Manufacturing is expected to spend $189 billion on IoT in 2018, according to IDC. It will be largely focused on operations and production asset management and is expected to rise for the foreseeable future as manufacturing sees the benefits of a connected world.
The Internet of Things (IoT) has opened manufacturing to new entrants. At the same time, the big established players have found IoT adoption difficult as they can't play alone. Markus Meukel, VP IoT at McKinsey maintains that we'll see an ecosystem of partnerships developing to get over this barrier.
The code to tapping into the power of IoT
The connected products market will be worth up to $457 billion by 2020 according to IDC. With such big opportunities emerging, it may seem odd that manufacturers aren't rushing to join the connected revolution.
The answer is simple:
Manufacturers are all too aware that they need to re-think their business models using digital technologies and scale up fast to grasp these new opportunities. But they need advice from experienced consultants and technology players to advance, according to Meukel. They need to be shown the importance of putting the different building blocks, strategy and infrastructure in place, so they can mobilize their companies and make them more agile.
Everything comes with a service
Products can now be copied easily, which has put manufacturers under a growing threat from consumerization. They therefore need to enrich their business models to survive.
One company that has done this successfully is e.l.m. leblanc, part of the Bosch Group, which operates in the residential and industrial markets for boilers and ventilation products. e.l.m. leblanc has been connecting boilers since 2004. Back then, it equipped its boilers with a "black box" designed to send a boiler's very last piece of data before it died, so it could run a post mortem.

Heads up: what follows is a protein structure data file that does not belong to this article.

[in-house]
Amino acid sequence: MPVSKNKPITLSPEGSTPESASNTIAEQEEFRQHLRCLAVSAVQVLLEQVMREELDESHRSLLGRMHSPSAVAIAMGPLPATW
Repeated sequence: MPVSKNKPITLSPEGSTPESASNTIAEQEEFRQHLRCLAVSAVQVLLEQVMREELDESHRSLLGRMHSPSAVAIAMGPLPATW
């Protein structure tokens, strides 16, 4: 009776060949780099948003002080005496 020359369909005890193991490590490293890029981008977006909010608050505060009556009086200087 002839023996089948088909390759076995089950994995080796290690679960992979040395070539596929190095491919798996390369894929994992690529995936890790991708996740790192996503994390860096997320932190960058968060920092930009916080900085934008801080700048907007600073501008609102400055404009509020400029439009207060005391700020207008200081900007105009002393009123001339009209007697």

Fast forward more than a decade. Data is now central to e.l.m. leblanc's IoT and Industry 4.0 strategy.
Orange Business Services, for example, has delivered a customized remote monitoring IoT platform for e.l.m. leblanc's boilers, built on Microsoft Azure cloud and utilizing the Orange LoRa network.
The Orange remote monitoring solution collects the boiler's data and automatically alerts technicians of any malfunctions. This enables efficient maintenance intervention, with predictions on the probable causes of failure based on real-time data analytics. Preemptive alerts can also be raised by the platform through predictive maintenance algorithms.
Bricard said it took time to convince everyone that change was necessary, and it was essential to embrace IoT and the cloud. A lot of work had to be done between departments to define new ways to carry out processes, security and validation. It also had to manage the behavior of customers, who needed to understand this connected world. e.l.m. leblanc, for example, provides its own after-sales services as well as selling connected boxes to servicing partners.
Bricard said working with partners, such as Orange Business Services, was essential to make the journey to a service model easier and link the dots in its ecosystem.
Connected services can start simple
So, how can companies move off the proof-of-concept (PoC) starting blocks and efficiently scale up like e.l.m. leblanc? The successful transformation cases in IoT that McKinsey has surveyed have started very simply with an area such as remote monitoring. The value step from planned to predictive maintenance is actually very little, even though the latter is much more complex, according to Meukel.
Hear more from McKinsey's Markus Meukel, Emmanuel Bricard, CIO of e.l.m. leblanc and Werner Reuss from Orange Business Services, in this exclusive webinar on how to create value from IoT.
Jan has been writing about technology for over 22 years for magazines and web sites, including ComputerActive, IQ magazine and Signum. She has been a business correspondent on ComputerWorld in Sydney and covered the channel for Ziff-Davis in New York.